“The Office of Diversity and Inclusion is pleased to co-host this important conversation for today’s free-speech environment,” says Mary Grace Almandrez, vice president for diversity and inclusion. “We welcome professors Dyson and McWhorter to campus for open discussion on issues that matter to our SU community and are essential to moving society forward in advancing diversity, equity, inclusion and accessibility.”
“Universities play a critical role in providing students exposure to a wide range of viewpoints and ideas in an environment that is respectful, is focused on intellectual growth and is welcoming,” says Allen Groves, senior vice president and chief student experience officer. “This lecture is just such an opportunity, featuring two prominent voices in the civic arena who model constructive engagement in a world that is increasingly fractured.”
“The breakdown of public discourse and open dialogue is one of the major ailments of our society today,” says Mark J. Lodato, dean of the Newhouse School. “Creating a place where free speech and the open marketplace of ideas are protected and valued is the obligation of higher education. This lecture is an example of how we do that, and how we can provide our students with the important opportunity to approach sometimes difficult topics with a willingness to learn and understand people whose viewpoints may be different from their own.”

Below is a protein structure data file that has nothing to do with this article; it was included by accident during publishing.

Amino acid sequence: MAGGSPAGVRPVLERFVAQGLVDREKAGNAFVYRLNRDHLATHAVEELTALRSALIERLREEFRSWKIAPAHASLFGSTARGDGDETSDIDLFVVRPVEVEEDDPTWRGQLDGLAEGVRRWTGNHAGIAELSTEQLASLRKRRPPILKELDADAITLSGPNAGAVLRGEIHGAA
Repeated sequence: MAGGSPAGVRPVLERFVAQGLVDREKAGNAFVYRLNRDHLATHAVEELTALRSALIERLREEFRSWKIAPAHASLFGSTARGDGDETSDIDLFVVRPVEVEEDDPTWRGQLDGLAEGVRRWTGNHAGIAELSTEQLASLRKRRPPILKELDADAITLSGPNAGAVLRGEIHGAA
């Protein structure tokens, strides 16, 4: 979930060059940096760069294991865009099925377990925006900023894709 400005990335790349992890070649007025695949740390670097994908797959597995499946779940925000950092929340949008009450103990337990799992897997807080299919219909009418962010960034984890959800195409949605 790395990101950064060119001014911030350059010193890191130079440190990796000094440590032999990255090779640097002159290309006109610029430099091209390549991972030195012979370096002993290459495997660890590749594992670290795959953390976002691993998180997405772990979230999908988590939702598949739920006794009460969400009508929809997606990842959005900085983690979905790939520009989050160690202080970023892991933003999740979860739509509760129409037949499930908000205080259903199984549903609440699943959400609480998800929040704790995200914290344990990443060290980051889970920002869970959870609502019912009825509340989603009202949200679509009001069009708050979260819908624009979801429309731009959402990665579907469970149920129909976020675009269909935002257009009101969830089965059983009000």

“Co-hosting this lecture underscores the University’s belief that people can openly express opposing views as part of their active citizenship and public engagement,” says David M. Van Slyke, dean of the Maxwell School. “Learning to express frank opinions around provocative topics in civil and respectful ways is a valuable lesson for everyone, and it’s part of being responsibly engaged in today’s society. This lecture should offer useful insights into that awareness and process.”
To register for a ticket, visit Ticketmaster. Your ticket will be loaded into your MyCuse account; once loaded, download the ticket on your phone and add it to your mobile wallet. If you do not have a MyCuse account, please select “sign up” and follow the prompts to create an account. If you have a MyCuse account, but forgot your password, please select “forgot password” and a new password link will be sent to you. If you are having trouble managing your mobile ticket, please visit the step-by-step mobile ticketing guide for further assistance.
All tickets are mobile tickets and must be downloaded/added to your mobile wallet prior to the event. Please note: no screenshots of tickets will be accepted. Tickets are nontransferable or nonsalable; anyone who would like to attend is required to claim a ticket.
The Clear Bag Policy will be in effect for the event. Those attending will only be allowed to bring in either a clear bag that does not exceed 12” x 6” x 12” or a one-gallon clear plastic storage bag. In addition, small clutch bags for personal items, approximately 4.5” x 6.5, and diaper bags (with child) are allowed. Backpacks are not allowed.